Planning a night out with a physical disability can be a challenge. From that strategically placed step, which you weren’t expecting to finding out there is no disabled loo, all these little challenges can stop from getting out the door. Leeds is a beautiful city though and is full of accessible venues. So we’ve put together a little list to give you some ideas for a good disabled friendly night out in Leeds.
Places To Eat
Leeds is a foodie’s paradise. Whatever you’re in the mood for, whenever you are in the mood for it, you should be able to find it in Leeds. Below, we will give you a few ideas to get you started.
Chaophraya has easy access to the train and bus station. It has nice wide walk ways, a good size lift and the disabled toilet isn’t too shabby either. Check it out here.
With a concept that is completely unique, Trinity Kitchen rotates six new street food vans every eight weeks and offers visitors the chance to experience various flavours and cuisines under one roof.
As an added bonus, Trinity Kitchen is not a bad little spot if you are disabled either. There are staff on hand to help you carry, fetch or clear up. There is plenty of room for move (even if you have large power chair) and the disabled loos are very specious. Although the toilets do not have full changing facilities.
Trinity stays open late and has a few spacious lifts leading to it.
Learn more here.
Leeds is about independent traders and there are few better examples of that than Shears Yard. Located on the Calls, which are cobblestone heavy but don’t let that stop you!
Most of the way can be negotiated on easy to use footpaths. If you enter via the front door, you will see steps but there is entrance on the lower ground that staff can open for you. All you have to do is ask. If you book ahead for your disabled friendly Night out in Leeds, the door will already be open!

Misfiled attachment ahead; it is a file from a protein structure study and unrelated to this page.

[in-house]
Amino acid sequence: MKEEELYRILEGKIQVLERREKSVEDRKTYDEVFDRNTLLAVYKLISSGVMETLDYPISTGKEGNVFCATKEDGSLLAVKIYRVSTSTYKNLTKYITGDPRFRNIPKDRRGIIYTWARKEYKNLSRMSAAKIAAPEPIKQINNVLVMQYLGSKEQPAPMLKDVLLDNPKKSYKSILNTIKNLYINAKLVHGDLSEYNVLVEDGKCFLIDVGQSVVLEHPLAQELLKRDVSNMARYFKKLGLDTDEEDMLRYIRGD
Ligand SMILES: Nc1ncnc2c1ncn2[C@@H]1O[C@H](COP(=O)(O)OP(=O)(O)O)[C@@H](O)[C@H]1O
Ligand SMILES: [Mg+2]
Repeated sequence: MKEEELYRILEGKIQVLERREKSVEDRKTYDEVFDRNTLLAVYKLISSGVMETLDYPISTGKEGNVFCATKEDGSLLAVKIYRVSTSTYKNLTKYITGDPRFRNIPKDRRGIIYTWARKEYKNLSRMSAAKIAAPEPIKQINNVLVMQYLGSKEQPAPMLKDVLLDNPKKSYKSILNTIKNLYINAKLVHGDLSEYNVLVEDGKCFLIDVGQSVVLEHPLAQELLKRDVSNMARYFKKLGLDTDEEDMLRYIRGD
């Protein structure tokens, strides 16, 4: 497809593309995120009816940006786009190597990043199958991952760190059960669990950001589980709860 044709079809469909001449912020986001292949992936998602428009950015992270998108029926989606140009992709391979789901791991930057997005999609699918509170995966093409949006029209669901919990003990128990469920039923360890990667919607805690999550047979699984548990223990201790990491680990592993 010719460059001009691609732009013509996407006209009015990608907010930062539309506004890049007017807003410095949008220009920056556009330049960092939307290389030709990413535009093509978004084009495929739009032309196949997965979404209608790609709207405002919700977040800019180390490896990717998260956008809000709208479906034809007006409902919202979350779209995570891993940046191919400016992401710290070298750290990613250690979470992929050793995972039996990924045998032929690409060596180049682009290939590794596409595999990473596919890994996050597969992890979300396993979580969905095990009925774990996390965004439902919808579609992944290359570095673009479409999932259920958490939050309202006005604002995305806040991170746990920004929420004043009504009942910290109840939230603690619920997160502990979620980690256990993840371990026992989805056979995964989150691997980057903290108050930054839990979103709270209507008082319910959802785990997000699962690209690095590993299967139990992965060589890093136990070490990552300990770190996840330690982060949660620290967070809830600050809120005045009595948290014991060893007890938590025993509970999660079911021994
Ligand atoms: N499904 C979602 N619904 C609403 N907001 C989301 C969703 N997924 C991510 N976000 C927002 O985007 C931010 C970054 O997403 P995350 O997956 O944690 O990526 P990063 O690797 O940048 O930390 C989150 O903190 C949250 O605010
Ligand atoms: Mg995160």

Places To Go For A Drink
If you are just after a casual drink, here are some ideas for your disabled friendly night out in Leeds.
Callings Landing is a must in the summer or the winter. The outside decking can be bit tricky for people with mobility issues but there are spots around the deck where you can bunker down. Inside, everywhere is nice and flat, and the disabled loo is easily accessible. Find out more here.
Tapped is an American-Style Brew Pub. Serving 27 draft beers including 13 cask ales and 14 craft keg beers. 100+ bottled beers from around the world. Topped off with beer dough stone baked pizzas made from scratch on site.
There is a lot to like about Tapped but what we like most, is the one level design. Everything from the bar to the toilet is on the one level. The pizza isn’t bad too. Find out more here.
If you want a traditional British pub experience, then The Adelphi is the place for your disabled friendly night out in Leeds.
So where do you go till the wee small hours? Here are some ideas…
Belgrave Music Hall and Canteen is a Leeds gem and should be on your list for a disabled friendly night out In Leeds. There is an easily accessible door down the side of the building. The disabled toilet is not half bad and simple to get to and the walkways are pretty wide. Find out more here.
Brudenell Social Club
If you like your gigs and want to support your local venues – The Brudenell Social Club is the place. Easy to get in and out, and so many vantage points from which to get a good view from.
There are some ideas to get you started. But do not stop there, get out and find some gems of your own!
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A day out in London in a wheelchair can seem like a daunting experience.
It is all about answering questions like:
“How do I get around?”
“Where are all the accessible loos?”
“What are the best wheelchair friendly attractions?”
Hopefully this short blog should help you answer some of these questions and have better London experience. As always with everything
Transport For London have concentrated efforts and minds to in their words: